University vs vocational training: what’s best for a future career?

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Many Australians feel the education system isn’t doing enough to prepare our students for the future according to the recent Australia Talks National Survey. Satisfaction in the system has hit a low point at just 37 per cent, while 43 per cent of people are dissatisfied. Why might this be the case?

Graph shows 43 per cent of Australians dissatisfied with education system Source: Australian Broadcasting Corporation

Growing demand for vocational skills

As our education system adjusts to the longer-term effects of the pandemic, a new report into school leavers’ transition into work or further education has recommended that the ATAR "cannot continue to dominate the education experience." Instead, schools should be providing a space for students to pursue vocational pathways and the skills that can give them a head start on their careers.

Vocational pathways are set to provide higher paying and in demand jobs, as the pandemic accelerates the already booming construction industry and lack of immigration from border closures result in skill shortages in hospitality. Schools are looking to remove the stigma that these pathways are ‘second class’ to University. They are not only a more affordable option for students, but will provide them with the technical skills to lead highly successful careers in some of the fastest growing industries.

What schools are doing to encourage vocational pathways

Schools across Australia have recognised the importance of vocational training to address skill shortages in their communities. Many have expanded their curriculum to offer clear alternatives to the HSC and tertiary education pathways, with opportunities to develop skills specific to a student's chosen career.

Addressing skill shortages in regional Australia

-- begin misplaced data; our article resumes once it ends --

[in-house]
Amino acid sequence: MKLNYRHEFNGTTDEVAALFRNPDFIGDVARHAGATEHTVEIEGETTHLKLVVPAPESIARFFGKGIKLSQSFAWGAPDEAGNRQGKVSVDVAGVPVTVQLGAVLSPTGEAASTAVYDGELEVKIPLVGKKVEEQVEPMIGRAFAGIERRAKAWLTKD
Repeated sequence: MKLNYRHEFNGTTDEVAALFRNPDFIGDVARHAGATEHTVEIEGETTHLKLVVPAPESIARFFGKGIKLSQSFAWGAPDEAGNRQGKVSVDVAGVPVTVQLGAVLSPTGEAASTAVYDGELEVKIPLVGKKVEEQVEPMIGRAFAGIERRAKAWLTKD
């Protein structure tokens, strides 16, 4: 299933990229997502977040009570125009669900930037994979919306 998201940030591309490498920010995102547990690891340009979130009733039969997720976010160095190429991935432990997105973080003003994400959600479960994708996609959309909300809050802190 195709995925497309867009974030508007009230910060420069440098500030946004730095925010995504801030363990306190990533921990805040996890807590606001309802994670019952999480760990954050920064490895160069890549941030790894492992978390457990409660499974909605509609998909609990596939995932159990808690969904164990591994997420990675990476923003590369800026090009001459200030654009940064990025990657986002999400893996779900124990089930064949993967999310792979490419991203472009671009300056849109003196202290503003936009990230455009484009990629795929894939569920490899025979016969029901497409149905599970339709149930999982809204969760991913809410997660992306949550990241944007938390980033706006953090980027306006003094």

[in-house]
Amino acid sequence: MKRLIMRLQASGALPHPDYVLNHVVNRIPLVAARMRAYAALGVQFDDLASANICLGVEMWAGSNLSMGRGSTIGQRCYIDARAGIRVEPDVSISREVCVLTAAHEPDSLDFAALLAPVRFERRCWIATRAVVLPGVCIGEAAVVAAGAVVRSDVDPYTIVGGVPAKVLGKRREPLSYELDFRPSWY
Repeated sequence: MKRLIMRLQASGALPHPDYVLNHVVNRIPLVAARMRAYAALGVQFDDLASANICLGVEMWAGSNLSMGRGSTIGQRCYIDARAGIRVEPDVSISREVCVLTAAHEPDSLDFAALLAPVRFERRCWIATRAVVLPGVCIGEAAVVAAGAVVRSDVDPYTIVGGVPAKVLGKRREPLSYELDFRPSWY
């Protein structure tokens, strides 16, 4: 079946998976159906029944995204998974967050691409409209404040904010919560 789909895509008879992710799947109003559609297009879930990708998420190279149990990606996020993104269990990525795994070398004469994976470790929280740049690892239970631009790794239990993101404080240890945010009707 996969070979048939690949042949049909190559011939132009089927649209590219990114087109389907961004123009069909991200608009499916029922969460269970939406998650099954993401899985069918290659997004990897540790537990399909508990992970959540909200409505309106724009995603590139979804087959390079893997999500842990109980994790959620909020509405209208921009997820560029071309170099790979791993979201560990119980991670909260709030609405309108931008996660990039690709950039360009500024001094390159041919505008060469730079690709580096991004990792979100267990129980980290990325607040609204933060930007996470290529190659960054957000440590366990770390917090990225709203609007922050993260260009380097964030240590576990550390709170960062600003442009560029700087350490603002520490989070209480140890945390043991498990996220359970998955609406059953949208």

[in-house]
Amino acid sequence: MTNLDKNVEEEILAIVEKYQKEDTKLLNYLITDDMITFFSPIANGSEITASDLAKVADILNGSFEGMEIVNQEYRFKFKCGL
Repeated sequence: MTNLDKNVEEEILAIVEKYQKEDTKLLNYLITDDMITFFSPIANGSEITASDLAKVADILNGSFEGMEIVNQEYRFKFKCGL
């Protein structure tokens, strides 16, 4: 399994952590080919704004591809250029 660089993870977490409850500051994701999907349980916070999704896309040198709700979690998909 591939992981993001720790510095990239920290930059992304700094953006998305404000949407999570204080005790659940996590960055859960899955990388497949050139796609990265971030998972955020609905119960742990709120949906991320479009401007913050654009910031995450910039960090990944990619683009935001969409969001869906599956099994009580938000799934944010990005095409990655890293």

The demand for workers in regional Australia has hit an all time high and surpassed that of during the mining boom. Hospitality employers have been “crying out for chefs and cooks” with some businesses forced to close due to unfilled roles.

Taree Christian College has invested resources to help its students upskill in the hospitality industry in response to growing demand for regional students to pursue the career path. The construction of a hospitality kitchen has allowed students to get a VET qualification before they leave school, and get a head start on their future career.

Bishop Druitt College in Coffs Harbour has made vocational pathways a priority for its students through it’s career pathways program, which includes direct partnerships with the local TAFE. The College is offering its students a range of co-curricular activities, such as excursions to career expos and hosting industry workshops to set them up to become their own career managers.

Specialty schools expanding their curriculum

The Australian Industry Trade College is a specialty school in Queensland where 90% of students graduate with a paid industry apprenticeship or traineeship. The curriculum has been expanded so that students spend half their time completing their senior education at school and the other half gaining hands-on experience in their chosen trade or craft.

Similarly, The McDonald College in Sydney has specialised in providing its students with training in performing arts on a daily basis, while ensuring they have a strong academic foundation if they choose the University pathway. This education model gives students greater opportunities to pursue a career in the creative industry, and has produced famous alumni including Nikki Webster and Emma Watkins.

Not all students want to pursue a University degree, so it’s important that they have access to some of the fantastic vocational training pathways alongside their academic studies. Whatever pathway they choose, Edstart can help families cover any associated education costs, from vocational training programs to private tutoring and University textbooks.

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